I have been trying to explore themes in the course of my life that occur more than once, and that can stimulate a good degree of thought on my part. One of those has been the passing of activists and visionaries. I started listening to Jazz around the age of sixteen. With Jazz, I felt embarrassed anytime I tried to write or talk about it because I didn’t feel I had the vocabulary. With music in general I could only express that a song made me feel giddy, dark, or uncomfortable. Elementary. And with Jazz, I admitted to myself that I felt like I was missing something, and I would often joke that it was because I was possibly atonal. Since then, I have allowed those feelings of “not getting it” to dissipate. I am not setting up a moral-of-the-story scenario, I just believe Jazz is stimulating because of what I have seen and heard: musicians talk to each other, call and respond, they improvise a part of a piece, improvise a whole piece, reflecting their mood and it’s an amazing conversation to hear and watch. Austin Peralta was considered a prodigy piano player and he was constantly active, playing shows locally and internationally. At his live performances, I would sometimes close my eyes and just listen– and when the piano playing started to get crazy awesome, I would open them again and look for him, allow my mind to connect the piano notes floating all around me to the image of him smiling, moving his fingers quickly, methodically. There are also marveling examples of youth around me changing the landscape of the status quo. It has made me wonder about the capacity of such phenomenal youth because I am one those that frequently sets up roadblocks, obstacles, on the journey of realizing my own creativity.
The Brainfeeder music label is independent of giant music labels, and they signed on someone such as the young Austin Peralta, in an age when Jazz is far removed from the mainstream. I feel like so much music and art, Jazz is a complex manifestation of the struggle communities experience under different mechanisms of oppression. I keep thinking about Austin Peralta, I don’t know why, but I can’t help but wonder whether his death is affecting me in more ways than I can perceive. As an undocumented youth, I have been involved with social-political activism at different levels. My consciousness of being undocumented began with, “I don’t have papers, I can’t tell anyone… things will change soon”. Things have changed. There are those who have been braver than I and have been arrested to expose an unjust system that criminalizes displaced immigrants and families. My smaller roles in the undocumented movement have led me to really believe in the power of our own personal narratives. I am anxious to take a more active role in my own narrative, and that of the movement. There are plenty of examples in our movement, of brave conscious youth working to demand our rights at rally’s, protests, sit-in, nd organizing via the internet. A while back, my partner’s interest in technology, the narratives of technology, the battles on the internet about information, the battles about the internet and information, became one of my interests. The internet has a lot to do with organizing: signing petitions, connecting different networks, strategizing using Facebook and Twitter. Thus it became important for me to understand the issues surrounding the internet, the very platform that was aiding in our dissemination of information about the destruction of undocumented or mixed status families and record high deportation numbers under Obama. Maybe it’s self-serving that I began to read about net neutrality, data mining, clouding, privacy or lack-thereof, but I knew that there were important issues that could hinder or help organizing. I don’t even know when or why I started reading about Aaron Swartz but I felt the importance of his work, and he was in tune with social justice. A young programmer, a prodigy in his field, and socially conscious. In many ways, he understood and was a part of those platforms where people could distribute information. I have never been a smart prodigy kid like Austin nor Aaron, but I felt and could perceive the importance of the internet– some assumed maybe it was too big, too much to focus and organize (this should sound familiar to those organizing their underrepresented communities) people on the internet. The destruction of SOPA/PIPA proved otherwise. I remember reading about the JSTOR papers he downloaded and distributed because I frequently get frustrated at my lack of access to academic papers and knowledge. For trying to release knowledge to the public, the federal government opened a case against him, at one point trying to imprison him for 35 years. The access of information is a key issue.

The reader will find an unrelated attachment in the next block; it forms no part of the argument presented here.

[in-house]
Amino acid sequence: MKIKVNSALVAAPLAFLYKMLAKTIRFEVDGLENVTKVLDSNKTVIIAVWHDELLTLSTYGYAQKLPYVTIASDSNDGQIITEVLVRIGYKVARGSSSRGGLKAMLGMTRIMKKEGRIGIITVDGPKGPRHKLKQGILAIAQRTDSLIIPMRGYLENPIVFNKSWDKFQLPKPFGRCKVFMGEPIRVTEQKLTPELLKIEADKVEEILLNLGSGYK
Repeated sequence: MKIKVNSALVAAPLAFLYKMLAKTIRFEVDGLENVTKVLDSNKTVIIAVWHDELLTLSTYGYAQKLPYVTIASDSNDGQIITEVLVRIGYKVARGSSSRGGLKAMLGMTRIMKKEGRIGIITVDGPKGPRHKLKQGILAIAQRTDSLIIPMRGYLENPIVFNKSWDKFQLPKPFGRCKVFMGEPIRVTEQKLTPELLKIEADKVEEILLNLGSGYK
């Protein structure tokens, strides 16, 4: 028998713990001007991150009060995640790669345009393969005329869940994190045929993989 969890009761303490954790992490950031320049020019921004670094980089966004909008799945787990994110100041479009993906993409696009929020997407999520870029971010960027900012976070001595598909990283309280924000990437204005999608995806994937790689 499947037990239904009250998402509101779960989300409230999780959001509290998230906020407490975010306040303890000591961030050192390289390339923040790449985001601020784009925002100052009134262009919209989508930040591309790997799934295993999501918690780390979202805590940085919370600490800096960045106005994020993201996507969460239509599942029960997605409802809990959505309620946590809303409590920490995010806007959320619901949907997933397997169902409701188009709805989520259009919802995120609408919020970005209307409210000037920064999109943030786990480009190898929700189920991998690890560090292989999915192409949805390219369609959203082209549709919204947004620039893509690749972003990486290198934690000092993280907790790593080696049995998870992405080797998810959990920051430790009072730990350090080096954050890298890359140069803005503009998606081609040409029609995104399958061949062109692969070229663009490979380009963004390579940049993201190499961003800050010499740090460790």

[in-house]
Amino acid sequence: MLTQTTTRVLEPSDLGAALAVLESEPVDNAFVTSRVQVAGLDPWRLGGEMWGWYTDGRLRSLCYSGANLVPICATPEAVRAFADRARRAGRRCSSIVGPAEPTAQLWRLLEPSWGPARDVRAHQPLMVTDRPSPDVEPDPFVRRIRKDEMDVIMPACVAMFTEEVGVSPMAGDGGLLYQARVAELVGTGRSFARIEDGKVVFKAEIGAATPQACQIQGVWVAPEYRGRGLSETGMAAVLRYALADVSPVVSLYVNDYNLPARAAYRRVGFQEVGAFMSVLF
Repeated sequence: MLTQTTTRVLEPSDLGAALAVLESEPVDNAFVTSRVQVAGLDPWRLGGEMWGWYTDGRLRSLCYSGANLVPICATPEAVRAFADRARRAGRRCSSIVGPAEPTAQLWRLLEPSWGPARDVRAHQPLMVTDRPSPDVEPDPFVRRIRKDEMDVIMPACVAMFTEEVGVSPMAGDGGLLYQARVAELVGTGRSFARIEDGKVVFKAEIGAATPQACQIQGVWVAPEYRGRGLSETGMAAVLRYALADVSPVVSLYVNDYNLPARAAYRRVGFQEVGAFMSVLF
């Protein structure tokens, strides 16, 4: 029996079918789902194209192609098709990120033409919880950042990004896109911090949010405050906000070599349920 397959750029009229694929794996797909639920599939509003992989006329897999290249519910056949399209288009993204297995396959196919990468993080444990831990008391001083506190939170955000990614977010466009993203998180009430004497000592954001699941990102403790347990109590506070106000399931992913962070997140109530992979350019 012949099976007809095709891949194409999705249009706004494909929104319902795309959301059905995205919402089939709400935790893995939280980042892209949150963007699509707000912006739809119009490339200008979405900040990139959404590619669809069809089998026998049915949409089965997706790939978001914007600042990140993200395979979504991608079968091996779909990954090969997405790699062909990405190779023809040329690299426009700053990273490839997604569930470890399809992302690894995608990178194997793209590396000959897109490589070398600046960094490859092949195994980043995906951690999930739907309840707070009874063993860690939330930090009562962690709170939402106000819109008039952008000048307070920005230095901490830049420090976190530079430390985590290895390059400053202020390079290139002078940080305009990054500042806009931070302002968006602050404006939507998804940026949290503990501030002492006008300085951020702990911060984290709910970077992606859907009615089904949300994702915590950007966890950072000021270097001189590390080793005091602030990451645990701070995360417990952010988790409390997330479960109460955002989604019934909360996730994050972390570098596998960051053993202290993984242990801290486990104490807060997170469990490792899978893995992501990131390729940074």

Peralta, along with Brainfeeder, created its own sort of culture, like many other good, independent, music labels; artists are constantly creating, bringing people all over the world into their vision. Aaron Swartz also connected folks, while working on different campaigns for change, including organizing information and people on and via the internet. Our undocumented movement has been doing both of the above, for years, maybe it’s why I can’t help but make connections. I write about these individuals because they keep coming up in my mind, and I need to understand why they were so interesting to me, and what there is to learn. These past few months have been hard on someone like me, jobless and also having to move out of my home of 12 years, and much much more. It’s the end of January, I will be attending a Tribute to Austin Peralta in Venice.